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Details of Grant 

EPSRC Reference: EP/R009635/1
Title: Advanced Sensors and Modelling for Next-generation Bridge Management
Principal Investigator: Hester, Dr D
Other Investigators:
Researcher Co-Investigators:
Project Partners:
Department: Sch of Natural and Built Environment
Organisation: Queen's University of Belfast
Scheme: First Grant - Revised 2009
Starts: 01 May 2018 Ends: 11 August 2019 Value (£): 100,754
EPSRC Research Topic Classifications:
Structural Engineering
EPSRC Industrial Sector Classifications:
Related Grants:
Panel History:
Panel DatePanel NameOutcome
02 Aug 2017 Engineering Prioritisation Panel Meeting 2 August 2017 Announced
Summary on Grant Application Form
The UK's transport networks, including bridges, are critical to its economy. The vital importance of bridges to the economy is most evident when a bridge is briefly out of service, e.g. (i) the Hammersmith flyover in 2011 and (ii) a bridge near junction 3 on the M1 in 2012: (i) was closed due to the sudden discovery of corroded steel tendons, and (ii) was closed following a fire under the bridge. These closures caused massive disruption and the resulting cost to individuals/businesses for disrupted journeys was very significant. Maintaining the large UK bridge stock permanently in service is challenging for the responsible organisations.

The current state of the art in bridge management is periodic visual inspection of the bridge by suitably trained inspectors. The limitation of the current system is that it provides no quantitative information on the in service bridge behaviour, therefore decisions are based on visual information only which can be subjective depending on the experience of the inspector. The improvement proposed in this project is to add novel sensing and data modelling to existing visual inspections. The project exploits the fact that in current bridge management practice, bridges in a given geographic area tend to be inspected together over a period of days or weeks. This means that there is an opportunity to lay out customised, easy to mount sensors on all the bridges to be inspected on the first day of the inspection block, carry out the inspections as normal then lift the sensors on the last day. Doing it this way is cost-effective, adding relatively little cost to the existing inspection regime but will provide the opportunity to obtain structural behaviour data to supplement visual information.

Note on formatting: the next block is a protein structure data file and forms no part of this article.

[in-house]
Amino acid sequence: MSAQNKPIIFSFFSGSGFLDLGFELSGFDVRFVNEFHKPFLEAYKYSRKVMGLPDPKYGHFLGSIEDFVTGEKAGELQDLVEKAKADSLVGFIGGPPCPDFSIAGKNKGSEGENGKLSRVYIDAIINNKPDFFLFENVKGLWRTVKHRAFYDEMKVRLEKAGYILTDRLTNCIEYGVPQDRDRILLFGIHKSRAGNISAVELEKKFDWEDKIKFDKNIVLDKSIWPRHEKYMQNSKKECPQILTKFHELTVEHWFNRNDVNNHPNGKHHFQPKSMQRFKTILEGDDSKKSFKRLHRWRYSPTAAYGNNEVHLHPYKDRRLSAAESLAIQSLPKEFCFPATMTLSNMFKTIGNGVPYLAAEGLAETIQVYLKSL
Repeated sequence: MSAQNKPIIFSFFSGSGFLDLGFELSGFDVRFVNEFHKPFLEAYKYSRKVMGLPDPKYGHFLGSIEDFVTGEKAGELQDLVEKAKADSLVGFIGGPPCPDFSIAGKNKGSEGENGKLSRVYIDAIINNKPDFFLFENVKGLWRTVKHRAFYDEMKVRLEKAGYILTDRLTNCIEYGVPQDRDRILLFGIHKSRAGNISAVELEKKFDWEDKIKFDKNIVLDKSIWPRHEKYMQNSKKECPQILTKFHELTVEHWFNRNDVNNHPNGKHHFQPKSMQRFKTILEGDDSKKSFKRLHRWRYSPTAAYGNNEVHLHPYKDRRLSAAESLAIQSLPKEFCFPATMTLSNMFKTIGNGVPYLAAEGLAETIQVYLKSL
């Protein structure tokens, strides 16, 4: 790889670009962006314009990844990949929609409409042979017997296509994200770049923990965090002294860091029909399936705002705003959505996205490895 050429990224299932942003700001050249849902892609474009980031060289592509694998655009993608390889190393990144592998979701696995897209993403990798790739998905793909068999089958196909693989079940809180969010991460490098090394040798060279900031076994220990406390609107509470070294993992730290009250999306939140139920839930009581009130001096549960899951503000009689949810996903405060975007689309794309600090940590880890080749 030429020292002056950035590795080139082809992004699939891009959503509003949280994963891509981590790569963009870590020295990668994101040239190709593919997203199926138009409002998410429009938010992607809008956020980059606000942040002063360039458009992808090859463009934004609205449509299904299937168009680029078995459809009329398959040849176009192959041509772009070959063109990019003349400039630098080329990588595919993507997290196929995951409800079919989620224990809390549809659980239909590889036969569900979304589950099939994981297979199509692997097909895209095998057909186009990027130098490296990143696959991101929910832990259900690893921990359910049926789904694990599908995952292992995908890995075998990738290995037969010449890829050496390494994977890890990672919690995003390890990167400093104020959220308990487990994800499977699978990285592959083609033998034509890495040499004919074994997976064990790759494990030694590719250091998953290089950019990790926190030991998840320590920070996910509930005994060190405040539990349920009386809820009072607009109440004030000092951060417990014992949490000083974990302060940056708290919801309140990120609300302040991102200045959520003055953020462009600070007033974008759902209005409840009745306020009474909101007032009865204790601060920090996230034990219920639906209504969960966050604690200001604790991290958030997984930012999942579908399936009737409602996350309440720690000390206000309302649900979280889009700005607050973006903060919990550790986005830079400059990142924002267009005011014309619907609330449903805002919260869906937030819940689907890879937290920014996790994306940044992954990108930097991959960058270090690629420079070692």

However to implement this new system challenges in two specific areas need to be addressed:

(a) DATA COLLECTION; how to record data of adequate quality with low financial and operational cost. Conventional sensing systems are expensive, require on site power and therefore are not compatible with the current bridge inspection regime. In this project we put forward a novel system to address this.

(b) DATA INTREPERATION & NORMILISATION; how to convert the recorded data into information useful for decision making. How a bridge deflects under load, or how it vibrates can be indicators of its condition. So changes in how the bridge moves can indicate change/deterioration in a bridge's condition. Unfortunately the magnitude of a given bridge's movements are also significantly influenced by environmental factors such as temperature. Therefore a method to separate the effect of potential damage or deterioration on the bridges movements, from those movement changes caused by environmental variation is required. This 'cleaning' of the data is often referred to as data normalisation. In this project, this separation will be carried out using a novel computer algorithm/model which will be developed as part of the project.

The benefits of the proposed system is more efficient bridge management with reduced traffic disruption. For example it is likely that having a baseline of performance data for the both bridges (i) and (ii) above would have mitigated the difficulties. Since for (i) the problem may have come to light sooner and for (ii) the bridge could have been reopened earlier. This use of sensor data during regular bridge inspections represents a step change to current practice, as the quantitative information obtained will allow better direction of limited bridge maintenance budgets and facilitate greater resilience of bridges to shock events.

Key Findings
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Potential use in non-academic contexts
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Date Materialised
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Organisation Website: http://www.qub.ac.uk